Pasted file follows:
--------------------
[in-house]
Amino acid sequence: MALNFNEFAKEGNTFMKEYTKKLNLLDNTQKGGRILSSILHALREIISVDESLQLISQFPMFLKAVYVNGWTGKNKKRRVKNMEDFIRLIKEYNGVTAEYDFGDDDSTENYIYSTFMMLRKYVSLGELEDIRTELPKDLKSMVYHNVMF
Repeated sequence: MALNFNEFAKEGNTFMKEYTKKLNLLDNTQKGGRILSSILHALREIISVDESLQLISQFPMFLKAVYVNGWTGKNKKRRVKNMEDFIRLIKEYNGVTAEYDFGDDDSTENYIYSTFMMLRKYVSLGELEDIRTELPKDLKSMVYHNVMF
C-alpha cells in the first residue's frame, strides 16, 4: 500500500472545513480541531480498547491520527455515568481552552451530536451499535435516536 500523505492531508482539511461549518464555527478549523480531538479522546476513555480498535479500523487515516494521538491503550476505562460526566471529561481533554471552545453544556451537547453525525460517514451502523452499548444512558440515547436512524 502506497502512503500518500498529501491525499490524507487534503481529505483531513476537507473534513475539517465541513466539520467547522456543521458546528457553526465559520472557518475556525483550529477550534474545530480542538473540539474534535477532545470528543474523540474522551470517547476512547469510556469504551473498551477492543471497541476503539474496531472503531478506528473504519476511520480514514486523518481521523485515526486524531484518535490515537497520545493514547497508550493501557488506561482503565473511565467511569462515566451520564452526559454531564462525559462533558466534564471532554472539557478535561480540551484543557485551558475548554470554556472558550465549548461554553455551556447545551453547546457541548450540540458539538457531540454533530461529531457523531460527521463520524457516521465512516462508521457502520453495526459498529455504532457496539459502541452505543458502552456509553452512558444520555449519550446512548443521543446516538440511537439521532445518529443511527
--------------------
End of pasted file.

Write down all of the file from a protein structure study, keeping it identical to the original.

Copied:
[in-house]
Amino acid sequence: MALNFNEFAKEGNTFMKEYTKKLNLLDNTQKGGRILSSILHALREIISVDESLQLISQFPMFLKAVYVNGWTGKNKKRRVKNMEDFIRLIKEYNGVTAEYDFGDDDSTENYIYSTFMMLRKYVSLGELEDIRTELPKDLKSMVYHNVMF
Repeated sequence: MALNFNEFAKEGNTFMKEYTKKLNLLDNTQKGGRILSSILHALREIISVDESLQLISQFPMFLKAVYVNGWTGKNKKRRVKNMEDFIRLIKEYNGVTAEYDFGDDDSTENYIYSTFMMLRKYVSLGELEDIRTELPKDLKSMVYHNVMF
C-alpha cells in the first residue's frame, strides 16, 4: 500500500472545513480541531480498547491520527455515568481552552451530536451499535435516536 500523505492531508482539511461549518464555527478549523480531538479522546476513555480498535479500523487515516494521538491503550476505562460526566471529561481533554471552545453544556451537547453525525460517514451502523452499548444512558440515547436512524 502506497502512503500518500498529501491525499490524507487534503481529505483531513476537507473534513475539517465541513466539520467547522456543521458546528457553526465559520472557518475556525483550529477550534474545530480542538473540539474534535477532545470528543474523540474522551470517547476512547469510556469504551473498551477492543471497541476503539474496531472503531478506528473504519476511520480514514486523518481521523485515526486524531484518535490515537497520545493514547497508550493501557488506561482503565473511565467511569462515566451520564452526559454531564462525559462533558466534564471532554472539557478535561480540551484543557485551558475548554470554556472558550465549548461554553455551556447545551453547546457541548450540540458539538457531540454533530461529531457523531460527521463520524457516521465512516462508521457502520453495526459498529455504532457496539459502541452505543458502552456509553452512558444520555449519550446512548443521543446516538440511537439521532445518529443511527